Longline corsets are known to prevent muffin tops, areas of fat which gather at your sides due to the gap between the hem of a shorter corset and the waistband or a skirt or pair of pants. If you are a fan of more modest, covering outfits or prefer extra support, a longline corset is a good choice for you. Of course, just because it's more covering doesn't mean a longline can't be plenty sexy - pair with some tight pants or choose one decorated with ribbons, frills or bows to create an alluring silhouette!
Unlike the longline, the bodice corset stops at or just below the natural waist (the thinnest part of your waistline) and does not fully reach or cover the hips. Because the bodice has long been the most popular type of corset, you may also see it referred to as the "standard" "normal" or "generic" corset. If you see a corset advertised without a length designation included, it is likely to be a bodice.
Bodices do not provide as much support to the stomach and lower abdomen as longlines do. However, they are more supportive in the upper chest and back area. Individuals suffering from spinal injuries or conditions are often recommended to wear bodice corsets. Due to its average length, a bodice is often considered to be the most versatile type of corset. It is long enough that it can be worn over most shirts and dresses and with most pants and skirts without causing any discomfort or awkward silhouettes.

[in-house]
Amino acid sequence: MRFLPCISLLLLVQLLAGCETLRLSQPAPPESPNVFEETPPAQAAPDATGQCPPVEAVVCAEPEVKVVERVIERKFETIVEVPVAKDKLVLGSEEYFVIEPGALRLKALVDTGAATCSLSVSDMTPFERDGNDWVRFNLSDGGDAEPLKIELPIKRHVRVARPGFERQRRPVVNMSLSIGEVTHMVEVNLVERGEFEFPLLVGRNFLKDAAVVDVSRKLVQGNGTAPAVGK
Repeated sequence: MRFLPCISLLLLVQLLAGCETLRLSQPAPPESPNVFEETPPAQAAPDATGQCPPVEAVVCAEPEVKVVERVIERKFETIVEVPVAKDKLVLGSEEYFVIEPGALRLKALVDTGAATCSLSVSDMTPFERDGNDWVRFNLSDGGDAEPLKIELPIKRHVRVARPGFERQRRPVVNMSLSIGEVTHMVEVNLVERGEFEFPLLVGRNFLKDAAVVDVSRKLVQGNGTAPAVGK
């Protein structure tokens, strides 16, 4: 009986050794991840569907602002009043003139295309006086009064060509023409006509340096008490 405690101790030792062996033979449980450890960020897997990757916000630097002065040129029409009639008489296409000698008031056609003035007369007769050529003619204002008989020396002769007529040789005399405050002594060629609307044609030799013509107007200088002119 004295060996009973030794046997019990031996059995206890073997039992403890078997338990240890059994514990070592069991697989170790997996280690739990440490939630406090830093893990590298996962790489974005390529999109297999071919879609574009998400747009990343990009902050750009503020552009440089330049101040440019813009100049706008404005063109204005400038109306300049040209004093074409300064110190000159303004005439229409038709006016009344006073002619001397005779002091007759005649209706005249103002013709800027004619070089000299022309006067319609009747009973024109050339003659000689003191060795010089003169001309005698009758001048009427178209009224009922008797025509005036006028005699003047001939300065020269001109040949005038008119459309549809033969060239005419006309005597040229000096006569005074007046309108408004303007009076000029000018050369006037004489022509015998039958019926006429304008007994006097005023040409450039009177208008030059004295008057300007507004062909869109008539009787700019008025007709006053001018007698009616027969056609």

It is also short enough for successful "stealth corseting" - it can be worn under a normal outfit without sticking out the bottom as a longline might run the risk of doing.
The Waspie / Wasp Waist
A waspie or wasp waist corset is the shortest length currently available and is often mistaken for simply a thick belt. It covers the natural waist and a small area above and below it; a standard waspie does not reach either the top of the chest or the hips. Most waspies are of the underbust variety due to their smaller size.
Waspie corsets focus less on providing support and more on offering the most extreme and dramatic narrowing of the waist possible. Due to having less fabricat the top or bottom and not needing to be padded or supportive, they can focus on this task successfully. Therefore, waspie corsets are extremely popular with extreme waist trainers or tightlacers (see here for more information).
A waspie corset is an excellent choice for stealth corseting, because they are short enough to fit underneath pretty much any top. Wearing a waspie over another outfit is also possible, though you should carefully choose garments which will not bunch up around the cinched waist. A simple button-up shirt or a plain dress are classic options!
Some sellers of corsets will also make reference to whether or not their product features straps and what style of straps are used. The most common terms you will see used are:
Standard, stays, tank top or camisole style refer to two symmetrical straps which can be either thin or thick. This is the same strap style used for most tank tops and many bathing suits. These create a balanced silhouette and are very common and usually quite comfortable.
A halter is a single long strap which forms a loop to put your head through. It gives an elegant appearance, but is not recommended for people with poor posture as it may encourage slouching.